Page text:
Flora of the Jornada Experimental Range, New Mexico

TitleFlora of the Jornada Experimental Range, New Mexico
Publication TypeJournal Article
Year of Publication1943
AuthorsLittle E.L., Campbell R.S.
Date Published1943
Keywordsflora, Jornada Experimental Range, specimen collection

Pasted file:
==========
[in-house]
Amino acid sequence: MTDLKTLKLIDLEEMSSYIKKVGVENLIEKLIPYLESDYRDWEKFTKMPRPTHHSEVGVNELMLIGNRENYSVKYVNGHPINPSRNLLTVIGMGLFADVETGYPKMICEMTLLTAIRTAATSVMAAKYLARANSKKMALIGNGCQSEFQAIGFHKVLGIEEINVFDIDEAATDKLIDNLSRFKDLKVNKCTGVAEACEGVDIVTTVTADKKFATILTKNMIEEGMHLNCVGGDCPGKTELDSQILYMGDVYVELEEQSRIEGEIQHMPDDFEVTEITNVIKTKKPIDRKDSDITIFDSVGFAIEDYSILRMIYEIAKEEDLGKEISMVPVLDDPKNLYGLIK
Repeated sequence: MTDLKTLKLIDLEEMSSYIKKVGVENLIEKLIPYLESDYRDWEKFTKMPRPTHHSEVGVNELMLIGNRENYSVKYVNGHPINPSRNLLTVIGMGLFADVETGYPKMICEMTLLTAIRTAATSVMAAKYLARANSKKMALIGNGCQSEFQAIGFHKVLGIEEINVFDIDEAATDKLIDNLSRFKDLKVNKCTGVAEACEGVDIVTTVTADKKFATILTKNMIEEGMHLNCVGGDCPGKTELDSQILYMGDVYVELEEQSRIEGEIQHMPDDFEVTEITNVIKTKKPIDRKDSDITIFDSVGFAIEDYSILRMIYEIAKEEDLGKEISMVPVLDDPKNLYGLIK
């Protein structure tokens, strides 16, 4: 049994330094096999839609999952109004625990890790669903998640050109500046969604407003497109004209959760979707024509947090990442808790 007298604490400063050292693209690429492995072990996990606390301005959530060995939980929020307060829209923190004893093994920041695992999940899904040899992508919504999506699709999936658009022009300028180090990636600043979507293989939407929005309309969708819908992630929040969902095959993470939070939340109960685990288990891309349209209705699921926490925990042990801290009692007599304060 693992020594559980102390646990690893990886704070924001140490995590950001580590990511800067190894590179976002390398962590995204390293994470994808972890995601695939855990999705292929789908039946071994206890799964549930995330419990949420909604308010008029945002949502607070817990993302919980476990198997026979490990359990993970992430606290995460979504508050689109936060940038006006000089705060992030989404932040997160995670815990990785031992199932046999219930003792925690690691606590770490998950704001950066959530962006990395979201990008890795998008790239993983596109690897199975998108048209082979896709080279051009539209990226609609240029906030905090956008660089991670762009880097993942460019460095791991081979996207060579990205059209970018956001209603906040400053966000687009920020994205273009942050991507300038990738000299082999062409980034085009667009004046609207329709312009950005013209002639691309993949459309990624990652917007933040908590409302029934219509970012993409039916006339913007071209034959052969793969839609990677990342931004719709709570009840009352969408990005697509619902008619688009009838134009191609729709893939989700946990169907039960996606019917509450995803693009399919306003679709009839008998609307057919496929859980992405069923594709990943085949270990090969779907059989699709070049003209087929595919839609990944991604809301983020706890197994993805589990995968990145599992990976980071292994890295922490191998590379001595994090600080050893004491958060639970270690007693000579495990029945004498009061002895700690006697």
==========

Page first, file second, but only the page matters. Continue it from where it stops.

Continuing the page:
AbstractVarious members of the Forest Service made a collection of specimens of 528 species of ferns and seed plants and a few lower plants at Jornada Experimental Range in southern New Mexico during the twenty-five year period from 1915 to 1939. This local herbarium serves as a basis for analysis of the flora and vegetation of this representative semidesert area and has contributed several interesting state records and range extensions. Jornada Experimental Range is located in northeastern Dona Ana County with headquarters 23 miles north of Las Cruces. Occupying 302 square miles (193,394 acres), it is the largest experimental range in the United States. It lies at the southern end of Jornada del Muerto, a plain having a north-south extent of more than 100 miles. The Spanish name Jornada del Muerto means "the day's journey of the dead man" but is sometimes translated also as "journey of death." According to Wislizenus (1848), the name refers to an old tradition that the first person that attempted to cross the plain in one day perished. At this point, the banks of the Rio Grande become so rough and mountainous that early travelers going north to Santa Fe were forced to leave them and journey across the desolate, waterless plain a distance of 90 miles.